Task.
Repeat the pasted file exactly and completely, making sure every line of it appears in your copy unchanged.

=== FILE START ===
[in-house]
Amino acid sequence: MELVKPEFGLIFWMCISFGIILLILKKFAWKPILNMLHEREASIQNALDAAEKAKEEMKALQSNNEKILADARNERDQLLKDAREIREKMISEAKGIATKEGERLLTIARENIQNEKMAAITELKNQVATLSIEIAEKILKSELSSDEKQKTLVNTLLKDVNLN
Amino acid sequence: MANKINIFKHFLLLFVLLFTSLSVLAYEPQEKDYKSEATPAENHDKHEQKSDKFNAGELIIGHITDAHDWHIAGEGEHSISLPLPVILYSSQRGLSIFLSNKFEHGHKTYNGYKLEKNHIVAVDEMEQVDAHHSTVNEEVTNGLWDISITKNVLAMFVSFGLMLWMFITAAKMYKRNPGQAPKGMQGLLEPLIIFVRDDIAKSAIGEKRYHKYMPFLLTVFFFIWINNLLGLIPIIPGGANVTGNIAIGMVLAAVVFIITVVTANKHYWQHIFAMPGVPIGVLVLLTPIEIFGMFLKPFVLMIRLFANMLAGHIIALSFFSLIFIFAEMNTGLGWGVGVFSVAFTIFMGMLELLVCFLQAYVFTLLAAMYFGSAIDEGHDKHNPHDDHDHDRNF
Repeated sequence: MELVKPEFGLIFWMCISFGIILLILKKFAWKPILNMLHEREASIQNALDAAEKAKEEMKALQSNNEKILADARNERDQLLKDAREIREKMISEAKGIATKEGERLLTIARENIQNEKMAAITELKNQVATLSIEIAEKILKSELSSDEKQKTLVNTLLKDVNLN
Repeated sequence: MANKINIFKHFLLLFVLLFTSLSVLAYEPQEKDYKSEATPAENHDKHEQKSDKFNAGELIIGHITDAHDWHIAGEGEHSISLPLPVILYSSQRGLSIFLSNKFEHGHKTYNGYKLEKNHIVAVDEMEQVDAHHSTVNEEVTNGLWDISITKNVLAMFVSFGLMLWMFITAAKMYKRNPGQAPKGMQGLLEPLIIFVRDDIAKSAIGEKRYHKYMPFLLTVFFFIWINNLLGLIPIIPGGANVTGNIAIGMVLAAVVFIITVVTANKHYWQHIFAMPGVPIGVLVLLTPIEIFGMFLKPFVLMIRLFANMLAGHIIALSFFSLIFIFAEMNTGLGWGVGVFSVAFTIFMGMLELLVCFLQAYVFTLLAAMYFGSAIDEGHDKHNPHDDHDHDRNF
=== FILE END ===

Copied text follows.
[in-house]
Amino acid sequence: MELVKPEFGLIFWMCISFGIILLILKKFAWKPILNMLHEREASIQNALDAAEKAKEEMKALQSNNEKILADARNERDQLLKDAREIREKMISEAKGIATKEGERLLTIARENIQNEKMAAITELKNQVATLSIEIAEKILKSELSSDEKQKTLVNTLLKDVNLN
Amino acid sequence: MANKINIFKHFLLLFVLLFTSLSVLAYEPQEKDYKSEATPAENHDKHEQKSDKFNAGELIIGHITDAHDWHIAGEGEHSISLPLPVILYSSQRGLSIFLSNKFEHGHKTYNGYKLEKNHIVAVDEMEQVDAHHSTVNEEVTNGLWDISITKNVLAMFVSFGLMLWMFITAAKMYKRNPGQAPKGMQGLLEPLIIFVRDDIAKSAIGEKRYHKYMPFLLTVFFFIWINNLLGLIPIIPGGANVTGNIAIGMVLAAVVFIITVVTANKHYWQHIFAMPGVPIGVLVLLTPIEIFGMFLKPFVLMIRLFANMLAGHIIALSFFSLIFIFAEMNTGLGWGVGVFSVAFTIFMGMLELLVCFLQAYVFTLLAAMYFGSAIDEGHDKHNPHDDHDHDRNF
Repeated sequence: MELVKPEFGLIFWMCISFGIILLILKKFAWKPILNMLHEREASIQNALDAAEKAKEEMKALQSNNEKILADARNERDQLLKDAREIREKMISEAKGIATKEGERLLTIARENIQNEKMAAITELKNQVATLSIEIAEKILKSELSSDEKQKTLVNTLLKDVNLN
Repeated sequence: MANKINIFKHFLLLFVLLFTSLSVLAYEPQEKDYKSEATPAENHDKHEQKSDKFNAGELIIGHITDAHDWHIAGEGEHSISLPLPVILYSSQRGLSIFLSNKFEHGHKTYNGYKLEKNHIVAVDEMEQVDAHHSTVNEEVTNGLWDISITKNVLAMFVSFGLMLWMFITAAKMYKRNPGQAPKGMQGLLEPLIIFVRDDIAKSAIGEKRYHKYMPFLLTVFFFIWINNLLGLIPIIPGGANVTGNIAIGMVLAAVVFIITVVTANKHYWQHIFAMPGVPIGVLVLLTPIEIFGMFLKPFVLMIRLFANMLAGHIIALSFFSLIFIFAEMNTGLGWGVGVFSVAFTIFMGMLELLVCFLQAYVFTLLAAMYFGSAIDEGHDKHNPHDDHDHDRNF